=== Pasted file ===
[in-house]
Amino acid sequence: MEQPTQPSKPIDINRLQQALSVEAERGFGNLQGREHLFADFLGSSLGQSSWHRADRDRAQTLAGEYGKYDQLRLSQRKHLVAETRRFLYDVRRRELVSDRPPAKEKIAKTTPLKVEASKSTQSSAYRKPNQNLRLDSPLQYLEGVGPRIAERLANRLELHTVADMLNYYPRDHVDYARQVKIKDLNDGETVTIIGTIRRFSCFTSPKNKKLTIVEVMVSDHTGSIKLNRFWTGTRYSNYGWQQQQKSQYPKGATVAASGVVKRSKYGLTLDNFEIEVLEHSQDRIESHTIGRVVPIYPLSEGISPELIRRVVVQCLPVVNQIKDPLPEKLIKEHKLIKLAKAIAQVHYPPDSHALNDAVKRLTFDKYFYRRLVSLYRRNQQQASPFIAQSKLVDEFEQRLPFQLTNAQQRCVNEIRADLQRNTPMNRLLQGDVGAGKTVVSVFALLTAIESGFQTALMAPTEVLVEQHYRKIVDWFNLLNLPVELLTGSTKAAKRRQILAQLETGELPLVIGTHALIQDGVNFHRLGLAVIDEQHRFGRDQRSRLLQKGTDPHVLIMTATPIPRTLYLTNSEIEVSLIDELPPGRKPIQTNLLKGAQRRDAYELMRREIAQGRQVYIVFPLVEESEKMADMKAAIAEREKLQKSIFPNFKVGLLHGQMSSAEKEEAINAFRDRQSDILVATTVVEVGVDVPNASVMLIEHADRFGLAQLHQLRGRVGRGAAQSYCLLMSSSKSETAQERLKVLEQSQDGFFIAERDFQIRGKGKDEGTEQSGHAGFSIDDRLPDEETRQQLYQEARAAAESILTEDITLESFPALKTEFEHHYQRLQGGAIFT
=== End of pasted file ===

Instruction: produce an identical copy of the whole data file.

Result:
[in-house]
Amino acid sequence: MEQPTQPSKPIDINRLQQALSVEAERGFGNLQGREHLFADFLGSSLGQSSWHRADRDRAQTLAGEYGKYDQLRLSQRKHLVAETRRFLYDVRRRELVSDRPPAKEKIAKTTPLKVEASKSTQSSAYRKPNQNLRLDSPLQYLEGVGPRIAERLANRLELHTVADMLNYYPRDHVDYARQVKIKDLNDGETVTIIGTIRRFSCFTSPKNKKLTIVEVMVSDHTGSIKLNRFWTGTRYSNYGWQQQQKSQYPKGATVAASGVVKRSKYGLTLDNFEIEVLEHSQDRIESHTIGRVVPIYPLSEGISPELIRRVVVQCLPVVNQIKDPLPEKLIKEHKLIKLAKAIAQVHYPPDSHALNDAVKRLTFDKYFYRRLVSLYRRNQQQASPFIAQSKLVDEFEQRLPFQLTNAQQRCVNEIRADLQRNTPMNRLLQGDVGAGKTVVSVFALLTAIESGFQTALMAPTEVLVEQHYRKIVDWFNLLNLPVELLTGSTKAAKRRQILAQLETGELPLVIGTHALIQDGVNFHRLGLAVIDEQHRFGRDQRSRLLQKGTDPHVLIMTATPIPRTLYLTNSEIEVSLIDELPPGRKPIQTNLLKGAQRRDAYELMRREIAQGRQVYIVFPLVEESEKMADMKAAIAEREKLQKSIFPNFKVGLLHGQMSSAEKEEAINAFRDRQSDILVATTVVEVGVDVPNASVMLIEHADRFGLAQLHQLRGRVGRGAAQSYCLLMSSSKSETAQERLKVLEQSQDGFFIAERDFQIRGKGKDEGTEQSGHAGFSIDDRLPDEETRQQLYQEARAAAESILTEDITLESFPALKTEFEHHYQRLQGGAIFT